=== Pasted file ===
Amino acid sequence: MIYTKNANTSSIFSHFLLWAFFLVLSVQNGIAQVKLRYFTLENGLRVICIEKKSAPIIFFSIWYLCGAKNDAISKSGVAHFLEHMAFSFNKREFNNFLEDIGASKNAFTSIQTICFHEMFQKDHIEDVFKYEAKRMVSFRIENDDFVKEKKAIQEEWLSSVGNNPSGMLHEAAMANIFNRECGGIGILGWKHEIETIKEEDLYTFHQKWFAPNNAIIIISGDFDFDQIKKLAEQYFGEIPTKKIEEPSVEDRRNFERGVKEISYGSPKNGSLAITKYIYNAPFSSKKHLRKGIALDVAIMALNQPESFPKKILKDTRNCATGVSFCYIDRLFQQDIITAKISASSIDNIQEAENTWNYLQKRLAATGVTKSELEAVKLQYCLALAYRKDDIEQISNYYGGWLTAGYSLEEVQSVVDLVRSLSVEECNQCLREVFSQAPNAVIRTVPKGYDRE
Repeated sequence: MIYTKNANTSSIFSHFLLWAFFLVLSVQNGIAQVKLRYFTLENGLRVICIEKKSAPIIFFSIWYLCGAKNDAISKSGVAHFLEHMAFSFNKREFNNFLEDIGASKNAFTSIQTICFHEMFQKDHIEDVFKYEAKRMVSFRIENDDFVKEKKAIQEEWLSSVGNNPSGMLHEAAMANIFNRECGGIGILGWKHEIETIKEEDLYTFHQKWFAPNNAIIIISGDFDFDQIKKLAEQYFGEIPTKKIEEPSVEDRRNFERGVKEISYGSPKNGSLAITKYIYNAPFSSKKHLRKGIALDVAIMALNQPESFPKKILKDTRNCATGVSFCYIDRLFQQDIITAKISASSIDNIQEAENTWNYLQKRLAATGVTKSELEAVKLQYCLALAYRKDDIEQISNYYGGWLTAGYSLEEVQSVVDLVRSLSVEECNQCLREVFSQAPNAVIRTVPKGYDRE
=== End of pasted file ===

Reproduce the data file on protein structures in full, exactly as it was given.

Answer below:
Amino acid sequence: MIYTKNANTSSIFSHFLLWAFFLVLSVQNGIAQVKLRYFTLENGLRVICIEKKSAPIIFFSIWYLCGAKNDAISKSGVAHFLEHMAFSFNKREFNNFLEDIGASKNAFTSIQTICFHEMFQKDHIEDVFKYEAKRMVSFRIENDDFVKEKKAIQEEWLSSVGNNPSGMLHEAAMANIFNRECGGIGILGWKHEIETIKEEDLYTFHQKWFAPNNAIIIISGDFDFDQIKKLAEQYFGEIPTKKIEEPSVEDRRNFERGVKEISYGSPKNGSLAITKYIYNAPFSSKKHLRKGIALDVAIMALNQPESFPKKILKDTRNCATGVSFCYIDRLFQQDIITAKISASSIDNIQEAENTWNYLQKRLAATGVTKSELEAVKLQYCLALAYRKDDIEQISNYYGGWLTAGYSLEEVQSVVDLVRSLSVEECNQCLREVFSQAPNAVIRTVPKGYDRE
Repeated sequence: MIYTKNANTSSIFSHFLLWAFFLVLSVQNGIAQVKLRYFTLENGLRVICIEKKSAPIIFFSIWYLCGAKNDAISKSGVAHFLEHMAFSFNKREFNNFLEDIGASKNAFTSIQTICFHEMFQKDHIEDVFKYEAKRMVSFRIENDDFVKEKKAIQEEWLSSVGNNPSGMLHEAAMANIFNRECGGIGILGWKHEIETIKEEDLYTFHQKWFAPNNAIIIISGDFDFDQIKKLAEQYFGEIPTKKIEEPSVEDRRNFERGVKEISYGSPKNGSLAITKYIYNAPFSSKKHLRKGIALDVAIMALNQPESFPKKILKDTRNCATGVSFCYIDRLFQQDIITAKISASSIDNIQEAENTWNYLQKRLAATGVTKSELEAVKLQYCLALAYRKDDIEQISNYYGGWLTAGYSLEEVQSVVDLVRSLSVEECNQCLREVFSQAPNAVIRTVPKGYDRE